19 Weeks Pregnant – Mother’s Progress

At 19 weeks pregnant, you are now well into your second trimester and this is usually around the time the a lot of women will lose most of their niggling pregnancy symptoms and actually begin to enjoy the journey of being pregnant. That said, there are still a couple of symptoms that may be prevalent such as hypotension, nasal congestion or even nosebleeds. The nosebleeds usually occur because the sensitive nasal tissue becomes inflamed by the progesterone hormone that is responsible for loosening up all the body’s ligament tissue to make pregnancy weight a little more comfortable to bear. If you are understandably concerned with your nosebleeds then simply contact your midwife and they will be able to advise on the best course of action for you to take.

Pregnancy 19 Weeks – Pregnancy Nosebleeds

By this stage, part of the enjoyment of being pregnant is experiencing that wonderful ‘blooming’ feeling that adds an extra glow to your skin tone and also improves the texture of your hair and nails as your baby is not consuming as much from you now that you have passed out of the embryonic stage. Hot flushes or a resurgence of adolescent acne can occur though. It is vital that you continue to consume around 300 extra calories each day in addition to your ‘normal’ dietary intake to maintain your increased energy, appetite and rapidly developing baby.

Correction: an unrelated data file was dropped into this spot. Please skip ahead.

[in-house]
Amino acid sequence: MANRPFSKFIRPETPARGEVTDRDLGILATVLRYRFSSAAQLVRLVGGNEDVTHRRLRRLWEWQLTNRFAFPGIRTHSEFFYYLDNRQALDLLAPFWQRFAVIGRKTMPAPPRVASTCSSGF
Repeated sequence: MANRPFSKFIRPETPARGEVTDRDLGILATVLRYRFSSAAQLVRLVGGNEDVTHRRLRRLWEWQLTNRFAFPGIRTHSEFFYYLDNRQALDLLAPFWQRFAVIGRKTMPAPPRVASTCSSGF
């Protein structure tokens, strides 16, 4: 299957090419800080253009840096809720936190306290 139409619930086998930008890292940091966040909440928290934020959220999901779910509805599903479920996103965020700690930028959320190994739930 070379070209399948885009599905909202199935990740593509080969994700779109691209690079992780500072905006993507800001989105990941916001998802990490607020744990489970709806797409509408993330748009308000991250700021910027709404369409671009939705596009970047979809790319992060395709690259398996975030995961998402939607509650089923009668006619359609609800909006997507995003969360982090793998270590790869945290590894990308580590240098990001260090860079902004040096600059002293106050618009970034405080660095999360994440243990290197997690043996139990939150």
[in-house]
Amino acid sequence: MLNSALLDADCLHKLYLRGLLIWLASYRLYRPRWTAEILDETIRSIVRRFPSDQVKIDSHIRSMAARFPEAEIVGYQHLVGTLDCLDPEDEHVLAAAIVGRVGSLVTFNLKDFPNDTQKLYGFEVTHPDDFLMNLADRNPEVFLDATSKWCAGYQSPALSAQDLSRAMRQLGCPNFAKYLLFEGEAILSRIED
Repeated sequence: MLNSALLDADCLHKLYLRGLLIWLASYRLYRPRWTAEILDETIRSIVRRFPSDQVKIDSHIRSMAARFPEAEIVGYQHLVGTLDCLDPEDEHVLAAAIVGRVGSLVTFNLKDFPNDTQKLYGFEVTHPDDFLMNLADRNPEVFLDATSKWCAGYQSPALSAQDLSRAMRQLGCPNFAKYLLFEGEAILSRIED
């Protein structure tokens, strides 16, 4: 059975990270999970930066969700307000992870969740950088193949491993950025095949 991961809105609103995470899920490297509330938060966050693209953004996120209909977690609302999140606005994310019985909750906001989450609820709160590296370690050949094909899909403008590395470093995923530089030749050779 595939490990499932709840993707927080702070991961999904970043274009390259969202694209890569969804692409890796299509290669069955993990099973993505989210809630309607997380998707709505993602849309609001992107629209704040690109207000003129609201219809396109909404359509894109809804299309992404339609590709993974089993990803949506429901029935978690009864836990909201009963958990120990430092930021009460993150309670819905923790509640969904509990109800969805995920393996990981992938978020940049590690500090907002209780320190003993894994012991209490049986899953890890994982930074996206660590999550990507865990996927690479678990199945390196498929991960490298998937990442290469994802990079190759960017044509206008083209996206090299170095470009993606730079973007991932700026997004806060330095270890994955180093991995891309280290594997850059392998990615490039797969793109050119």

Hypotension (light-headedness) will sometimes occur when you change position or stand up too quickly. This low blood pressure is caused by the slowing down of the blood flow through the body, often as a result of your expanding uterus pressing against your heart’s aorta and vena cava vessels that transport to and from the heart around the body, also known as supine hypotension. Typically you can relieve the symptoms of dizziness or faintness of supine hypotension by lying on your side instead of your back. Either side you lay on will relieve the pressure on the large vessels and increase your blood flow back to your heart. In a few minutes, you will feel like yourself again.

Another cause of hypotension could be high or low blood sugar. This can often be remedied by eating small amounts of food regularly throughout the day and ensuring that you do not skip any essential meals. Remember to always pace yourself and take lots of essential rest breaks throughout the day, preferably with your feet elevated.

You may find that your center of gravity begins to shift around 18 or 19 weeks pregnant onward as the size of your fundus rides up toward your bellybutton and increases in weight. This ‘off-center’ weight will give you that famous ‘pregnancy waddle’. This may become a little less humorous to you as the third trimester of pregnancy beckons, when strained backache can become a real grind.

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(See Pregnancy Week 19 – The Baby’s Development)


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